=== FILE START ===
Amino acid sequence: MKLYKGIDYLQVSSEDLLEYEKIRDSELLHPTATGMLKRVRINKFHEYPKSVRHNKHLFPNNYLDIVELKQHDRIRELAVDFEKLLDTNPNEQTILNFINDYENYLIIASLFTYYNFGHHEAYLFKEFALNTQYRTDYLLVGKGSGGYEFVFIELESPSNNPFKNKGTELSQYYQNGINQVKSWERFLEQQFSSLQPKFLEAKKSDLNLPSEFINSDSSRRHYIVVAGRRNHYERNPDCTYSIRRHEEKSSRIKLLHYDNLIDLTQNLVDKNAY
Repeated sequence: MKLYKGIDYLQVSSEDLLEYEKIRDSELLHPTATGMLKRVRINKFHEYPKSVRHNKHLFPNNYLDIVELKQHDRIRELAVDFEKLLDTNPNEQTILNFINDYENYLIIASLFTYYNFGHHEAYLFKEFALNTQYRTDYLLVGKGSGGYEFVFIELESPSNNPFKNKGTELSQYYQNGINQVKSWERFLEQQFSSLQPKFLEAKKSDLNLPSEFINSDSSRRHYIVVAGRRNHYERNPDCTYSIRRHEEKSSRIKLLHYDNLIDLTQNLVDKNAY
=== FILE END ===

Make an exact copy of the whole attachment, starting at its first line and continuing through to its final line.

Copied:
Amino acid sequence: MKLYKGIDYLQVSSEDLLEYEKIRDSELLHPTATGMLKRVRINKFHEYPKSVRHNKHLFPNNYLDIVELKQHDRIRELAVDFEKLLDTNPNEQTILNFINDYENYLIIASLFTYYNFGHHEAYLFKEFALNTQYRTDYLLVGKGSGGYEFVFIELESPSNNPFKNKGTELSQYYQNGINQVKSWERFLEQQFSSLQPKFLEAKKSDLNLPSEFINSDSSRRHYIVVAGRRNHYERNPDCTYSIRRHEEKSSRIKLLHYDNLIDLTQNLVDKNAY
Repeated sequence: MKLYKGIDYLQVSSEDLLEYEKIRDSELLHPTATGMLKRVRINKFHEYPKSVRHNKHLFPNNYLDIVELKQHDRIRELAVDFEKLLDTNPNEQTILNFINDYENYLIIASLFTYYNFGHHEAYLFKEFALNTQYRTDYLLVGKGSGGYEFVFIELESPSNNPFKNKGTELSQYYQNGINQVKSWERFLEQQFSSLQPKFLEAKKSDLNLPSEFINSDSSRRHYIVVAGRRNHYERNPDCTYSIRRHEEKSSRIKLLHYDNLIDLTQNLVDKNAY